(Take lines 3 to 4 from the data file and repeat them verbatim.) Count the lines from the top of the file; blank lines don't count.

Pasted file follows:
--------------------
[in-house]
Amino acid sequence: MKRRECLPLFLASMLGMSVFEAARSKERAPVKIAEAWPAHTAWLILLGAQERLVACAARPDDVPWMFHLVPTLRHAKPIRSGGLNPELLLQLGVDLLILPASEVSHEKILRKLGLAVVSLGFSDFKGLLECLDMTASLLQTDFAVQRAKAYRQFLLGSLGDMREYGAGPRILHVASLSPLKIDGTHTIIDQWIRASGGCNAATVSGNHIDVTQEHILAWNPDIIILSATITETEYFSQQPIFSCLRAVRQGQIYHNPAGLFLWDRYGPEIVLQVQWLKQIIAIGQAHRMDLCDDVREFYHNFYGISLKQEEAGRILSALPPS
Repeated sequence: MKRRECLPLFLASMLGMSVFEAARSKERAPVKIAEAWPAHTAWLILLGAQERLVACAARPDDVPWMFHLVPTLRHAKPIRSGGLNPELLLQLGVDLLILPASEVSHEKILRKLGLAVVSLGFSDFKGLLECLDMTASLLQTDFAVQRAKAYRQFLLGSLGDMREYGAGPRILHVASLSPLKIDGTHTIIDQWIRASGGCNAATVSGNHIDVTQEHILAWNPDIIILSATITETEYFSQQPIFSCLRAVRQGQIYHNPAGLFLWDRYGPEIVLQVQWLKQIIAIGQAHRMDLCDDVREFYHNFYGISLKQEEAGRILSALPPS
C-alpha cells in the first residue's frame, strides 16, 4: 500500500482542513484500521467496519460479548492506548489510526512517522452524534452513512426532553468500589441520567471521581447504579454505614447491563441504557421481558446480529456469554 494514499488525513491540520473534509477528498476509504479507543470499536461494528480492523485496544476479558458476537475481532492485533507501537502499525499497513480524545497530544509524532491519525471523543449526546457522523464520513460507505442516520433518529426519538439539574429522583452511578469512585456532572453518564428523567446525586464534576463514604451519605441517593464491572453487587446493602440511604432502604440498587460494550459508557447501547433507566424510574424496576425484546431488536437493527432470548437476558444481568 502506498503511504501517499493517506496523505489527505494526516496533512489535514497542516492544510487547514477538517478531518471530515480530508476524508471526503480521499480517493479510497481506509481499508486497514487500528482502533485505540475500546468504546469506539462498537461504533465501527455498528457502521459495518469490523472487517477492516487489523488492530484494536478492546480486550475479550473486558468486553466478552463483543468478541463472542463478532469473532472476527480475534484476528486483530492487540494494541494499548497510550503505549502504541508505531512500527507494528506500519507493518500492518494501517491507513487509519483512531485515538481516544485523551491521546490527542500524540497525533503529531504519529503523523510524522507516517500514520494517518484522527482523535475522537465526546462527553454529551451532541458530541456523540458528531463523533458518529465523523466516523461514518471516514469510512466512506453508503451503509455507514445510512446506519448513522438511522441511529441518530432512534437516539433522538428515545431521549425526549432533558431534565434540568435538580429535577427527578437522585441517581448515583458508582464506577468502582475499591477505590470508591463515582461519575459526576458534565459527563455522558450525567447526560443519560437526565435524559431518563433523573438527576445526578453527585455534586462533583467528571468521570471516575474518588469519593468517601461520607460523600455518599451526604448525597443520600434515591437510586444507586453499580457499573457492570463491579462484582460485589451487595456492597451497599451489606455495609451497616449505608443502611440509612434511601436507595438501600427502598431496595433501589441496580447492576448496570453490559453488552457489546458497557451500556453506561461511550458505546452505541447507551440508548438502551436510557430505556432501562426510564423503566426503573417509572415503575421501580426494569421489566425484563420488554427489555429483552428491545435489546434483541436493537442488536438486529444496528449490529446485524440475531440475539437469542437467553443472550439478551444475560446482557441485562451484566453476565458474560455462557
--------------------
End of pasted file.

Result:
Repeated sequence: MKRRECLPLFLASMLGMSVFEAARSKERAPVKIAEAWPAHTAWLILLGAQERLVACAARPDDVPWMFHLVPTLRHAKPIRSGGLNPELLLQLGVDLLILPASEVSHEKILRKLGLAVVSLGFSDFKGLLECLDMTASLLQTDFAVQRAKAYRQFLLGSLGDMREYGAGPRILHVASLSPLKIDGTHTIIDQWIRASGGCNAATVSGNHIDVTQEHILAWNPDIIILSATITETEYFSQQPIFSCLRAVRQGQIYHNPAGLFLWDRYGPEIVLQVQWLKQIIAIGQAHRMDLCDDVREFYHNFYGISLKQEEAGRILSALPPS
C-alpha cells in the first residue's frame, strides 16, 4: 500500500482542513484500521467496519460479548492506548489510526512517522452524534452513512426532553468500589441520567471521581447504579454505614447491563441504557421481558446480529456469554 494514499488525513491540520473534509477528498476509504479507543470499536461494528480492523485496544476479558458476537475481532492485533507501537502499525499497513480524545497530544509524532491519525471523543449526546457522523464520513460507505442516520433518529426519538439539574429522583452511578469512585456532572453518564428523567446525586464534576463514604451519605441517593464491572453487587446493602440511604432502604440498587460494550459508557447501547433507566424510574424496576425484546431488536437493527432470548437476558444481568 502506498503511504501517499493517506496523505489527505494526516496533512489535514497542516492544510487547514477538517478531518471530515480530508476524508471526503480521499480517493479510497481506509481499508486497514487500528482502533485505540475500546468504546469506539462498537461504533465501527455498528457502521459495518469490523472487517477492516487489523488492530484494536478492546480486550475479550473486558468486553466478552463483543468478541463472542463478532469473532472476527480475534484476528486483530492487540494494541494499548497510550503505549502504541508505531512500527507494528506500519507493518500492518494501517491507513487509519483512531485515538481516544485523551491521546490527542500524540497525533503529531504519529503523523510524522507516517500514520494517518484522527482523535475522537465526546462527553454529551451532541458530541456523540458528531463523533458518529465523523466516523461514518471516514469510512466512506453508503451503509455507514445510512446506519448513522438511522441511529441518530432512534437516539433522538428515545431521549425526549432533558431534565434540568435538580429535577427527578437522585441517581448515583458508582464506577468502582475499591477505590470508591463515582461519575459526576458534565459527563455522558450525567447526560443519560437526565435524559431518563433523573438527576445526578453527585455534586462533583467528571468521570471516575474518588469519593468517601461520607460523600455518599451526604448525597443520600434515591437510586444507586453499580457499573457492570463491579462484582460485589451487595456492597451497599451489606455495609451497616449505608443502611440509612434511601436507595438501600427502598431496595433501589441496580447492576448496570453490559453488552457489546458497557451500556453506561461511550458505546452505541447507551440508548438502551436510557430505556432501562426510564423503566426503573417509572415503575421501580426494569421489566425484563420488554427489555429483552428491545435489546434483541436493537442488536438486529444496528449490529446485524440475531440475539437469542437467553443472550439478551444475560446482557441485562451484566453476565458474560455462557